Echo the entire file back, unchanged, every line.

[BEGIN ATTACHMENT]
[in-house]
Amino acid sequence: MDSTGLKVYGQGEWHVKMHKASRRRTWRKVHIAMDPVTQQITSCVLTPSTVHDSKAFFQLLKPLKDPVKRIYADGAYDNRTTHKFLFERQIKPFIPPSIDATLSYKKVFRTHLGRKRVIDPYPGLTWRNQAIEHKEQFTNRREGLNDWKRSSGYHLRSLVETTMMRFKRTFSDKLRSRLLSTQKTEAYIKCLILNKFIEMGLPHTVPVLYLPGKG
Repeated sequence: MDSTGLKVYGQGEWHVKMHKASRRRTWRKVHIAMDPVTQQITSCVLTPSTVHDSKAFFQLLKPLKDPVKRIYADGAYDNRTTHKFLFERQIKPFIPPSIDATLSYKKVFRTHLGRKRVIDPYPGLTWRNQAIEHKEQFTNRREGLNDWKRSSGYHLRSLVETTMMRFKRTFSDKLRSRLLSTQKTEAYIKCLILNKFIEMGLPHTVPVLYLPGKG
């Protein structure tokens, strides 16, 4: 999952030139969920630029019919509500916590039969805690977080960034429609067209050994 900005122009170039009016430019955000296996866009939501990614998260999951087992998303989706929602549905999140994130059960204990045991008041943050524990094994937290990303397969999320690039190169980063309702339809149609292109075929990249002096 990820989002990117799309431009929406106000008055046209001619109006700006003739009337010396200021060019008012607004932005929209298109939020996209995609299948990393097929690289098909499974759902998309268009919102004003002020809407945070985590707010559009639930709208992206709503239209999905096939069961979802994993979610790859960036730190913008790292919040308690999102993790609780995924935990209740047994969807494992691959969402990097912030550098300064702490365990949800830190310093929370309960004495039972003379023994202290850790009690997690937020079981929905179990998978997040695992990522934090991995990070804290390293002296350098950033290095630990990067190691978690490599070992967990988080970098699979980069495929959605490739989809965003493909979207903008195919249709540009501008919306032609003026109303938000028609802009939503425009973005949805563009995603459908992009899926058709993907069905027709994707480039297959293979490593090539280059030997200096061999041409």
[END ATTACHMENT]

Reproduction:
[in-house]
Amino acid sequence: MDSTGLKVYGQGEWHVKMHKASRRRTWRKVHIAMDPVTQQITSCVLTPSTVHDSKAFFQLLKPLKDPVKRIYADGAYDNRTTHKFLFERQIKPFIPPSIDATLSYKKVFRTHLGRKRVIDPYPGLTWRNQAIEHKEQFTNRREGLNDWKRSSGYHLRSLVETTMMRFKRTFSDKLRSRLLSTQKTEAYIKCLILNKFIEMGLPHTVPVLYLPGKG
Repeated sequence: MDSTGLKVYGQGEWHVKMHKASRRRTWRKVHIAMDPVTQQITSCVLTPSTVHDSKAFFQLLKPLKDPVKRIYADGAYDNRTTHKFLFERQIKPFIPPSIDATLSYKKVFRTHLGRKRVIDPYPGLTWRNQAIEHKEQFTNRREGLNDWKRSSGYHLRSLVETTMMRFKRTFSDKLRSRLLSTQKTEAYIKCLILNKFIEMGLPHTVPVLYLPGKG
């Protein structure tokens, strides 16, 4: 999952030139969920630029019919509500916590039969805690977080960034429609067209050994 900005122009170039009016430019955000296996866009939501990614998260999951087992998303989706929602549905999140994130059960204990045991008041943050524990094994937290990303397969999320690039190169980063309702339809149609292109075929990249002096 990820989002990117799309431009929406106000008055046209001619109006700006003739009337010396200021060019008012607004932005929209298109939020996209995609299948990393097929690289098909499974759902998309268009919102004003002020809407945070985590707010559009639930709208992206709503239209999905096939069961979802994993979610790859960036730190913008790292919040308690999102993790609780995924935990209740047994969807494992691959969402990097912030550098300064702490365990949800830190310093929370309960004495039972003379023994202290850790009690997690937020079981929905179990998978997040695992990522934090991995990070804290390293002296350098950033290095630990990067190691978690490599070992967990988080970098699979980069495929959605490739989809965003493909979207903008195919249709540009501008919306032609003026109303938000028609802009939503425009973005949805563009995603459908992009899926058709993907069905027709994707480039297959293979490593090539280059030997200096061999041409």